Bear Sterns was too big to fail. Lehman, evidently wasn't. Taxpayers are now on the hook for Fannie and Freddie's loans. They may soon be on the hook for AIG's insurance claims. NY State has relaxed regulations to allow AIG to borrow from its subsidiaries to cover operational expenses. If CEO's made these kinds of decisions on their own, they be put under the jail.
The elephant in the room is total lack of consistency. It smells like panic. While thousands of small businesses around the country are making it day to day, the billionaires are changing the rules of the game as it suits them.
Maybe they'll dodge some bullets and the market will recover. Everything will be hunky dorey. Maybe things get worse. Companies fail. Claims go unpaid. Lawsuits get filed, perhaps even criminal cases against government officials who broke their own rules because they didn't know what else to do.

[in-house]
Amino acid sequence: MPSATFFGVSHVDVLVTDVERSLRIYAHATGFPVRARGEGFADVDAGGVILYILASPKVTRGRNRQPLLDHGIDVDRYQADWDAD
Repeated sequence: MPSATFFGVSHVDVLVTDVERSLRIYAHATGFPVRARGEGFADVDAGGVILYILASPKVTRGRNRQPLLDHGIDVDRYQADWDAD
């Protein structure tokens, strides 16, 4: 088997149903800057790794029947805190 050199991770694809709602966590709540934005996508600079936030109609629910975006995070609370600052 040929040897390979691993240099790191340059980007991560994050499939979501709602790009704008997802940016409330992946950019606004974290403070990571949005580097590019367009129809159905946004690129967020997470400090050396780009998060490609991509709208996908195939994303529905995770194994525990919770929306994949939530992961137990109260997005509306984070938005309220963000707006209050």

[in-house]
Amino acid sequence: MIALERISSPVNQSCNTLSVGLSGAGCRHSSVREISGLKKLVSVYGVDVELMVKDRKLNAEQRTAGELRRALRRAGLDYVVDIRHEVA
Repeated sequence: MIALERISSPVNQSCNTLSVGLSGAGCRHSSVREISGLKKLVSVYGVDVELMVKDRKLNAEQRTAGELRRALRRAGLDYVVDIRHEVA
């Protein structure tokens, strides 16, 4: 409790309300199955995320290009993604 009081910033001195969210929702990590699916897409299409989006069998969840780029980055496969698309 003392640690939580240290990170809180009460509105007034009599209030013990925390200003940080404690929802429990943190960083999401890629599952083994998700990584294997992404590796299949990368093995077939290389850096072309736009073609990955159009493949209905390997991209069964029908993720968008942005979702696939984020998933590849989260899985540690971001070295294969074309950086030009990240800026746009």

It may have been better to let the big boys fail and get on with the business of cleaning up the mess. Now the government has set and broken so many precedents, it's not clear to anyone anymore exactly how our financial system works.
I've got nothing against multi-billionaires. I'd like to be one myself someday. But why is it okay for Main Street to roll with the punches, but not for Wall Street? This is not about class warfare, it's about fairness and consistency and the equal application of the law. I'm not suggesting Main Street get bailed out. I'm suggesting Wall Street live with the consequences of their actions and judgments just like the rest of us.
Alleged capitalists do the cause no favors when they throw out the rule book for a select few. This behavior, this fear of failure only bolsters the case of the collectivists. The government's function is to enable free and fair trade, not to micro-manage it. So our 401K's take a beating. The market crashes. The dollar plummets. As long as it's transparent and just, we'll get over it. Americans are very resilient. Stability is over-rated. North Korea is stable.